As a rule, I avoid reviews of books I intend to read. So is it odd, then, that I love to peruse them after the fact? With the recent publication of “Klara and the Sun,” Kazuo Ishiguro added another eerily relatable work of science fiction to his catalog. James Wood’s review in The New Yorker spotlights why such stories are so poignant: In writing from the unaffected perspective of artificial intelligence, our own biases are laid bare.

In the culinary sphere, “molecular gastronomy” broadened attitudes in much the same way. While this oft-maligned moniker became synonymous with pretentiousness, one of its positive spinoffs was to spearhead a re-evaluation of incorporating overlooked ingredients into dishes. When Ferran Adria reinvented the beloved Spanish omelette with potato chips, foodies were equal parts offended and inspired.

If you’ve ever tried to adapt a Western recipe for the Japanese kitchen, you already know it is necessary to shed your preconceptions. Often, such fusions aren’t worth repeating. Sometimes they just work. Evolved, the dish may bear only a passing resemblance to the prototype but, if you’re anything like me, identifying why you’re cooking what you’re cooking is as important as the end result.

This omelette is ready to eat as is, or it can be served atop a bowl of rice or toast as a sort of tamagoyaki. With its core of crispy sara udon (literally “plate noodles”), you could even think of it as modanyaki — Osaka-style okonomiyaki griddled with yakisoba noodles. Top it with any sauces or garnishes you like; here I’ve used simple red onion and chili pepper, but fried onion and queso fresco cheese is a winner, as is chopped kimchi and sausage. Any leftovers are the perfect bento filler. The recipe is easily scalable, though for fewer eggs use a proportionally smaller pan.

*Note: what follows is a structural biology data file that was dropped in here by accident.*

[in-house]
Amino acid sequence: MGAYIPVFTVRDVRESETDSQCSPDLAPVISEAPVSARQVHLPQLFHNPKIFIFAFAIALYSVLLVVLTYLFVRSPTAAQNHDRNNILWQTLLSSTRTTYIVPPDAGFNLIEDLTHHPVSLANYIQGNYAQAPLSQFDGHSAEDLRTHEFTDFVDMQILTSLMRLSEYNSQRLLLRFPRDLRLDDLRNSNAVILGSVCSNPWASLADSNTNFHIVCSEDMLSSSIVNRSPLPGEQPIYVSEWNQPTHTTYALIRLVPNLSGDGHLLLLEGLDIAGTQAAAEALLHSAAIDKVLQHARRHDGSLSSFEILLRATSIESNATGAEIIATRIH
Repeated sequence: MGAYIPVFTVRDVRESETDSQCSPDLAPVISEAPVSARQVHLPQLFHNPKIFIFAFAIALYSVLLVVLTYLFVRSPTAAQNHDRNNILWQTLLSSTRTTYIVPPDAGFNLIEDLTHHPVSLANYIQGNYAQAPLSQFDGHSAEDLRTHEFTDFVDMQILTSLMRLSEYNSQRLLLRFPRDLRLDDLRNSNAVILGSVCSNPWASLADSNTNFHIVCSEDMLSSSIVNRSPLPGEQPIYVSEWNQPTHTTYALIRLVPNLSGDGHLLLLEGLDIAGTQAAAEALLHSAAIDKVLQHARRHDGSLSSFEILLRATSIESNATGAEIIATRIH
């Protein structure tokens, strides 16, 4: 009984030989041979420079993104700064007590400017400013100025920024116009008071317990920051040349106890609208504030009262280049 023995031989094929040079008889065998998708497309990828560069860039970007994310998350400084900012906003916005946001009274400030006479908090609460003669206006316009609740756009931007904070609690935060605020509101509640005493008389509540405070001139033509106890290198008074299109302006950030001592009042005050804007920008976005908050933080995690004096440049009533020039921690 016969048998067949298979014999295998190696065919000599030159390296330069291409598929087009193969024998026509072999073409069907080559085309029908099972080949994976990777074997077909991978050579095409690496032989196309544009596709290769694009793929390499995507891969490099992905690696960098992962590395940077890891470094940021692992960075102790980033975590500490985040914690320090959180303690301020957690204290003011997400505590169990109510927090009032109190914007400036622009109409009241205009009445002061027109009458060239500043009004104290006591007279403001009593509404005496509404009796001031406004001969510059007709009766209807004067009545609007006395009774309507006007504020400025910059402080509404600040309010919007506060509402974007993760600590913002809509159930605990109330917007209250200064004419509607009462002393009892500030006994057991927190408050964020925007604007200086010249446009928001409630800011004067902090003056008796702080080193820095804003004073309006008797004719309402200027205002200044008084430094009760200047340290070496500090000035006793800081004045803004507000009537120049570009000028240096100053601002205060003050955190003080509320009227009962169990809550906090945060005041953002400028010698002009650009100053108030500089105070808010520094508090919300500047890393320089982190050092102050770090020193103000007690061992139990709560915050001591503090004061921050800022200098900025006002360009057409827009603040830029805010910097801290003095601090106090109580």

This omelette is ready to eat as is, or it can be served atop a bowl of rice or toast as a sort of tamagoyaki. | SIMON DALY
This omelette is ready to eat as is, or it can be served atop a bowl of rice or toast as a sort of tamagoyaki. | SIMON DALY


Serves 4

Prep: 10 mins.; cook: 10 mins.


• 2 red peppers

• 6 large eggs

• 1 teaspoon sea salt

• 1 teaspoon shichimi spice mix

• 150 grams sara udon crispy noodles

• 70 grams nama (cured) ham, thinly sliced

• 25 grams butter (or olive oil)

• Red onion thinly sliced and tōgarashi chili pepper, to garnish


1. Core and slice red peppers and place in a lidded container. Microwave in a microwave-safe container at 800 watts for three minutes.

2. Slice the ham intro strips. Make sure they’re not clumped together from the cutting process.

3. Crack the eggs into a medium bowl, add salt and shichimi, and lightly whisk to incorporate. Gently press the crispy noodles, peppers and ham into your wet egg mix. It’s fine if the noodles break, but be gentle, as they enjoy jumping out of the bowl. Once evenly mixed, wait two minutes for the noodles to soak up some of the egg.

4. Melt your butter in a 25-centimeter nonstick pan over medium heat. Add the egg mixture to the pan, flatten and cover with a lid and reduce to low heat.

5. Flip the omelette after seven minutes, or when it’s set and lightly brown. To make this foolproof, flip it onto a plate and then slide the omelette back into the pan for a further three minutes.

6. Turn onto a serving plate or board, segment and garnish to serve.

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